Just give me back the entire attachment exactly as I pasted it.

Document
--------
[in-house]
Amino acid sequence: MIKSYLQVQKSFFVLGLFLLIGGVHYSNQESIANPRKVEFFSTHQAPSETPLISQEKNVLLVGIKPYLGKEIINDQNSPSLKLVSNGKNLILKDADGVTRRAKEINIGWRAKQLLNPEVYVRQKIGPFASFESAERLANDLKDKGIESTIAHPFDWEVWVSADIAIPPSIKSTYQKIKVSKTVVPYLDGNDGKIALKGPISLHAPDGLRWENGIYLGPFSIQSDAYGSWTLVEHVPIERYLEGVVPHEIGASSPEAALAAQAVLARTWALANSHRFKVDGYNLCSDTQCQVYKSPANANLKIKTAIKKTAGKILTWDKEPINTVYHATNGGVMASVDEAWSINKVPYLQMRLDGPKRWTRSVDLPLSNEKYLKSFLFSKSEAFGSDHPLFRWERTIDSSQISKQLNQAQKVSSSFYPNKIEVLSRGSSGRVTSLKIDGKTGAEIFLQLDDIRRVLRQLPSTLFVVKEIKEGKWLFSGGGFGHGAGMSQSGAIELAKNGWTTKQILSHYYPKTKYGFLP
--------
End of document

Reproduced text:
[in-house]
Amino acid sequence: MIKSYLQVQKSFFVLGLFLLIGGVHYSNQESIANPRKVEFFSTHQAPSETPLISQEKNVLLVGIKPYLGKEIINDQNSPSLKLVSNGKNLILKDADGVTRRAKEINIGWRAKQLLNPEVYVRQKIGPFASFESAERLANDLKDKGIESTIAHPFDWEVWVSADIAIPPSIKSTYQKIKVSKTVVPYLDGNDGKIALKGPISLHAPDGLRWENGIYLGPFSIQSDAYGSWTLVEHVPIERYLEGVVPHEIGASSPEAALAAQAVLARTWALANSHRFKVDGYNLCSDTQCQVYKSPANANLKIKTAIKKTAGKILTWDKEPINTVYHATNGGVMASVDEAWSINKVPYLQMRLDGPKRWTRSVDLPLSNEKYLKSFLFSKSEAFGSDHPLFRWERTIDSSQISKQLNQAQKVSSSFYPNKIEVLSRGSSGRVTSLKIDGKTGAEIFLQLDDIRRVLRQLPSTLFVVKEIKEGKWLFSGGGFGHGAGMSQSGAIELAKNGWTTKQILSHYYPKTKYGFLP